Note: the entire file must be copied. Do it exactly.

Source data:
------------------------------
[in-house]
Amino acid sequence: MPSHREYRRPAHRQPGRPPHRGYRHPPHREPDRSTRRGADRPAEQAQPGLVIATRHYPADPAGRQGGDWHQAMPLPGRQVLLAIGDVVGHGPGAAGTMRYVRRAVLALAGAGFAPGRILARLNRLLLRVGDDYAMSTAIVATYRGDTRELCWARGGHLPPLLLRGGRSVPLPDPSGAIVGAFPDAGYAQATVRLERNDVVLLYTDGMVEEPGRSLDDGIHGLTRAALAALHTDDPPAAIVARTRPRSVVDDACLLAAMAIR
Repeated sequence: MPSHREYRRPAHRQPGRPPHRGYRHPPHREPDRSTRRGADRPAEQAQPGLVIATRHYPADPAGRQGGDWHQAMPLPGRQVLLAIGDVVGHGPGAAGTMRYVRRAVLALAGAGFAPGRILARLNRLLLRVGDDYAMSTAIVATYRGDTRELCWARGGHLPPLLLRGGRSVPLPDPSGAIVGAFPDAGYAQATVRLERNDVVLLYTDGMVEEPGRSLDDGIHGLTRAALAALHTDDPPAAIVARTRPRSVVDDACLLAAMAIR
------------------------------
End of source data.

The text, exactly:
[in-house]
Amino acid sequence: MPSHREYRRPAHRQPGRPPHRGYRHPPHREPDRSTRRGADRPAEQAQPGLVIATRHYPADPAGRQGGDWHQAMPLPGRQVLLAIGDVVGHGPGAAGTMRYVRRAVLALAGAGFAPGRILARLNRLLLRVGDDYAMSTAIVATYRGDTRELCWARGGHLPPLLLRGGRSVPLPDPSGAIVGAFPDAGYAQATVRLERNDVVLLYTDGMVEEPGRSLDDGIHGLTRAALAALHTDDPPAAIVARTRPRSVVDDACLLAAMAIR
Repeated sequence: MPSHREYRRPAHRQPGRPPHRGYRHPPHREPDRSTRRGADRPAEQAQPGLVIATRHYPADPAGRQGGDWHQAMPLPGRQVLLAIGDVVGHGPGAAGTMRYVRRAVLALAGAGFAPGRILARLNRLLLRVGDDYAMSTAIVATYRGDTRELCWARGGHLPPLLLRGGRSVPLPDPSGAIVGAFPDAGYAQATVRLERNDVVLLYTDGMVEEPGRSLDDGIHGLTRAALAALHTDDPPAAIVARTRPRSVVDDACLLAAMAIR